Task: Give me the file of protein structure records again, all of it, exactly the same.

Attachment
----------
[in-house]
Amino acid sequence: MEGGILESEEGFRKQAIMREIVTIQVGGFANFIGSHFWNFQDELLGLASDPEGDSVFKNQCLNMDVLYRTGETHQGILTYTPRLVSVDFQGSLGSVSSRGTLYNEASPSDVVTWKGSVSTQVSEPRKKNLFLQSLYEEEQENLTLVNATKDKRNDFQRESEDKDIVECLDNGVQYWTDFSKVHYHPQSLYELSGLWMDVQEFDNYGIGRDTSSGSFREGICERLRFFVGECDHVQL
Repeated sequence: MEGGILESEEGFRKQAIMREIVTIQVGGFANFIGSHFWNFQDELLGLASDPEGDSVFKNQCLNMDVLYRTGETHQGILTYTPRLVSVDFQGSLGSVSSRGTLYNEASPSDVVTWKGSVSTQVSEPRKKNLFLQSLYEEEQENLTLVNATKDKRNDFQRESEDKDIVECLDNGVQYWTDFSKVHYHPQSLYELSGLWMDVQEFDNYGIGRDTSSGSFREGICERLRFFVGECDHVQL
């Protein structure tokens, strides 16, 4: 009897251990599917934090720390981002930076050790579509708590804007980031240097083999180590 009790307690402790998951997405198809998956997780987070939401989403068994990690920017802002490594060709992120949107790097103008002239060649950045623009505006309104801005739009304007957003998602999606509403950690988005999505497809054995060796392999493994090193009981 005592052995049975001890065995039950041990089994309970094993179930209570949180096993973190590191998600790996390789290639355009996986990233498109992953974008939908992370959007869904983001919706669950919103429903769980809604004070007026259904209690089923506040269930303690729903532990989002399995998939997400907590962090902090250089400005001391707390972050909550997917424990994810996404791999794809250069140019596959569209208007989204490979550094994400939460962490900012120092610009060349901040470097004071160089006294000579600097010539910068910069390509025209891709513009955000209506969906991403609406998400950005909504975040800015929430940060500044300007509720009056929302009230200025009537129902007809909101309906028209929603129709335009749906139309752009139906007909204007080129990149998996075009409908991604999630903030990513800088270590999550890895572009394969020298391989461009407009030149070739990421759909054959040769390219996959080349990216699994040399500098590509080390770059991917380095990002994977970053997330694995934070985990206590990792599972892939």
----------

[in-house]
Amino acid sequence: MEGGILESEEGFRKQAIMREIVTIQVGGFANFIGSHFWNFQDELLGLASDPEGDSVFKNQCLNMDVLYRTGETHQGILTYTPRLVSVDFQGSLGSVSSRGTLYNEASPSDVVTWKGSVSTQVSEPRKKNLFLQSLYEEEQENLTLVNATKDKRNDFQRESEDKDIVECLDNGVQYWTDFSKVHYHPQSLYELSGLWMDVQEFDNYGIGRDTSSGSFREGICERLRFFVGECDHVQL
Repeated sequence: MEGGILESEEGFRKQAIMREIVTIQVGGFANFIGSHFWNFQDELLGLASDPEGDSVFKNQCLNMDVLYRTGETHQGILTYTPRLVSVDFQGSLGSVSSRGTLYNEASPSDVVTWKGSVSTQVSEPRKKNLFLQSLYEEEQENLTLVNATKDKRNDFQRESEDKDIVECLDNGVQYWTDFSKVHYHPQSLYELSGLWMDVQEFDNYGIGRDTSSGSFREGICERLRFFVGECDHVQL
């Protein structure tokens, strides 16, 4: 009897251990599917934090720390981002930076050790579509708590804007980031240097083999180590 009790307690402790998951997405198809998956997780987070939401989403068994990690920017802002490594060709992120949107790097103008002239060649950045623009505006309104801005739009304007957003998602999606509403950690988005999505497809054995060796392999493994090193009981 005592052995049975001890065995039950041990089994309970094993179930209570949180096993973190590191998600790996390789290639355009996986990233498109992953974008939908992370959007869904983001919706669950919103429903769980809604004070007026259904209690089923506040269930303690729903532990989002399995998939997400907590962090902090250089400005001391707390972050909550997917424990994810996404791999794809250069140019596959569209208007989204490979550094994400939460962490900012120092610009060349901040470097004071160089006294000579600097010539910068910069390509025209891709513009955000209506969906991403609406998400950005909504975040800015929430940060500044300007509720009056929302009230200025009537129902007809909101309906028209929603129709335009749906139309752009139906007909204007080129990149998996075009409908991604999630903030990513800088270590999550890895572009394969020298391989461009407009030149070739990421759909054959040769390219996959080349990216699994040399500098590509080390770059991917380095990002994977970053997330694995934070985990206590990792599972892939």